“You love assessment, don’t you?”
That was what a colleague said to me today.
Actually, no, I’m not sure that I do love it. I love a challenge, and being Assessment Leader has certainly proved to be that, but I would not go as far as to say I love assessment. It has taken over my professional life, and seems to have become a bit of a work-time obsession, but I don’t love it. A huge amount of my conversations with colleagues seem to be about assessment, or about Target Tracker, or giving advice about Band Progression Sheets. To be honest, this time last year, I knew very little about assessment. I certainly wouldn’t consider myself to be an expert, but, given that I am the Assessment Leader, it is probably a good thing that I know more than most at school. I know quite a lot about this whole business, but mainly because I spend my evenings trawling Twitter and reading tweets and blogs about it all and conversing with those who know more than me. Maybe one day, someone might converse with me because I know more than them – stranger things have happened! The thing is, I’m not sure that any of us can really claim to be experts on assessment: we are all crawling our way through this muddy quagmire that is Life After Levels, it’s just that some crawl faster than others, maybe even run. I opted for the slow and steady approach, feeling my way carefully and testing the waters as I went. I wanted to be sure that what I was doing worked before I introduced it to the rest of the school. I wanted to be confident in my system, to have tried and tested it and found and overcome problems, rather than expecting others to bumble along with me. There was a time a few months ago when I could have cried over the lack of answers I had (read my plea for help here!), but now, I have a lot of them. Not all; we’re still finding things out as we go along. We haven’t yet completed a whole year of assessments, so we still have some hurdles to overcome, but we’re getting there.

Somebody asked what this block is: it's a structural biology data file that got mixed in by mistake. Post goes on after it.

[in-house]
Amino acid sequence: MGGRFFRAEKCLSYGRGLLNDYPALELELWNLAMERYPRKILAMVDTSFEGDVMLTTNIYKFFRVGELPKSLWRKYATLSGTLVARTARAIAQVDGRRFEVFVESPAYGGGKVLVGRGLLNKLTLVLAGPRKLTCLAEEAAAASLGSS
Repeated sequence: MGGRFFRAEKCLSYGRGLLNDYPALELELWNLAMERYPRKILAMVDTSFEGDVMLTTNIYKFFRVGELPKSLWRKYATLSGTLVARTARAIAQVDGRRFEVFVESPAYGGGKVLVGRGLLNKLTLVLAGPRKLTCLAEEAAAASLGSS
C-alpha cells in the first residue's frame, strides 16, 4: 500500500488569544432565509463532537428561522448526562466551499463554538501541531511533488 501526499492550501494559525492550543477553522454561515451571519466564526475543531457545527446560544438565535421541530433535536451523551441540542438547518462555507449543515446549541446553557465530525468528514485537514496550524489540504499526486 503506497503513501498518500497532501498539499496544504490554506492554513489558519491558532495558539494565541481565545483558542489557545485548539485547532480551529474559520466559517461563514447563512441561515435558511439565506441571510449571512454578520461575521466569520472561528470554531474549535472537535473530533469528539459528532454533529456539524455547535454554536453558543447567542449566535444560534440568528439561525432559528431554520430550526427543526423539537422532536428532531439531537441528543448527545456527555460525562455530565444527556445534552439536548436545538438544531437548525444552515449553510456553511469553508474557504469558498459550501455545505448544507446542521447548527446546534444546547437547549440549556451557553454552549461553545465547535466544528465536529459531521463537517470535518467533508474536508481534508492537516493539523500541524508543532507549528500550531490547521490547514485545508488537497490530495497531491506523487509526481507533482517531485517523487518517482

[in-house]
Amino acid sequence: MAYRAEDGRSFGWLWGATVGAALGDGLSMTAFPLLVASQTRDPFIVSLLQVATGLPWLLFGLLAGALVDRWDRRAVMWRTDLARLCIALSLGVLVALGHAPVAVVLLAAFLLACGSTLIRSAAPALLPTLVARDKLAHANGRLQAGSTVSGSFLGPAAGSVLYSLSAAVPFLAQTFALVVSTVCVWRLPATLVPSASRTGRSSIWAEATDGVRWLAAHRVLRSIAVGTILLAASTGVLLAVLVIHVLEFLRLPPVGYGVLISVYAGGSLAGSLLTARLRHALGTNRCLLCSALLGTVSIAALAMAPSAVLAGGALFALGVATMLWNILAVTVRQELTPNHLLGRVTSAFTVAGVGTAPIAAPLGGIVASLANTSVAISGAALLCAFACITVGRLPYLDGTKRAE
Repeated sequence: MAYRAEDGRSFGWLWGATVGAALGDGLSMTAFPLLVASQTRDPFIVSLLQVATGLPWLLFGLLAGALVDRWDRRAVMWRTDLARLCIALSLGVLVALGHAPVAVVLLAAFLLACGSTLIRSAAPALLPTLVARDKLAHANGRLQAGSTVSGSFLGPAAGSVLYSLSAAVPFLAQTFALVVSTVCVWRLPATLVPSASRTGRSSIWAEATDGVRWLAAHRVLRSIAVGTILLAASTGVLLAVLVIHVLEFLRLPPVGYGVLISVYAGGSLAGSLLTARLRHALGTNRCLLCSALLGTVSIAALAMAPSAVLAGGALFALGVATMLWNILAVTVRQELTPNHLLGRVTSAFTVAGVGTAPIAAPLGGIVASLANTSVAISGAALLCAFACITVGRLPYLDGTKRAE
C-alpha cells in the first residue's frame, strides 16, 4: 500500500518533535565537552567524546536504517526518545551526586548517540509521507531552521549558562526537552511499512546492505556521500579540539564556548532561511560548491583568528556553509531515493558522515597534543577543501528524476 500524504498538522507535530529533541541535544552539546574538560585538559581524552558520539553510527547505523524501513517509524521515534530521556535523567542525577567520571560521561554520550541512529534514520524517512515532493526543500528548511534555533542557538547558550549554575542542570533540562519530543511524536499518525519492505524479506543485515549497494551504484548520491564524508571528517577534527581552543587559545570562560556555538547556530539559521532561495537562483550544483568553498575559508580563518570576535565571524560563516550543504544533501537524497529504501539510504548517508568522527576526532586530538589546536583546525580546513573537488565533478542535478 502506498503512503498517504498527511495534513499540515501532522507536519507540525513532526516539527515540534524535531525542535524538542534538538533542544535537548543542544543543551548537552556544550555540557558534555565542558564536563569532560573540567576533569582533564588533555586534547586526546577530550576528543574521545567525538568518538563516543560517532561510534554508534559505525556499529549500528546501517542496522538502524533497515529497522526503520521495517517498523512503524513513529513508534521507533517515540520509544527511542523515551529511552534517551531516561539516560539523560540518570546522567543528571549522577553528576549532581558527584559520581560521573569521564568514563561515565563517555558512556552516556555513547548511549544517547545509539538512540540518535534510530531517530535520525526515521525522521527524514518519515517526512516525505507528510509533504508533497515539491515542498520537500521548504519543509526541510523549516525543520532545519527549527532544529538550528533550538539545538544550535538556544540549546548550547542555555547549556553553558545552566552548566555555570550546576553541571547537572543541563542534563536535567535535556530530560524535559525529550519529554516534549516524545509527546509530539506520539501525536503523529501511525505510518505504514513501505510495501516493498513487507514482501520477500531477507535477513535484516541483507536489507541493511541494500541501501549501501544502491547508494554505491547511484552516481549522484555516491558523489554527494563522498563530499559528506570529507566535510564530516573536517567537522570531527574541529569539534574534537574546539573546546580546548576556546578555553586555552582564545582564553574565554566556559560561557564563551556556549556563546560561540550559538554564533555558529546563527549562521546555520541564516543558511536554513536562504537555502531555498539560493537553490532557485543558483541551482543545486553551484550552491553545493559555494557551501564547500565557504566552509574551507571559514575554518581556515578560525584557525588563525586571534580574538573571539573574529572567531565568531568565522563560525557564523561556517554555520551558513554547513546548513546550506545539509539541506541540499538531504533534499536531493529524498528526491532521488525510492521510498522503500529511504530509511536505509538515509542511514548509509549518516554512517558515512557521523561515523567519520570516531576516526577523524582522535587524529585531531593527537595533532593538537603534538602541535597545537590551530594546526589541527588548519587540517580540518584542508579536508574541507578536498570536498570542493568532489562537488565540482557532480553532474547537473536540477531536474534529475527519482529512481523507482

If you’d have asked me a few months ago if I wanted to pack it all in and go back to the old way, I’d have leapt at the chance. Now, when I heard the rumour on Twitter that levels were coming back, I felt quite emotional about it all. So much hard work by so many people. Changes in procedures, in attitudes and in mindset. I sat down with my teaching partner last week to go through our assessments and make some judgements. She was hesitant – she couldn’t evidence everything she wanted to highlight. But it was fantastic to hear the way she talked change: she soon began to talk of what she had seen the children do, what she knew about them, and to value her own professional judgement. It will be amazing, when we all begin using this method in September, to see staff putting more value on their own opinions. For them to realise they really do know their children, and they really can give a professional judgement. We don’t need a test to tell us about our children: we know so much already. Dame Alison Peacock’s tweet earlier today, confirming that levels won’t be returning, was a welcome read for me.
Do you know, something strange does seem to have happened this year. Maybe I don’t love assessment. But, after reading this back, it seems I’m pretty passionate about it.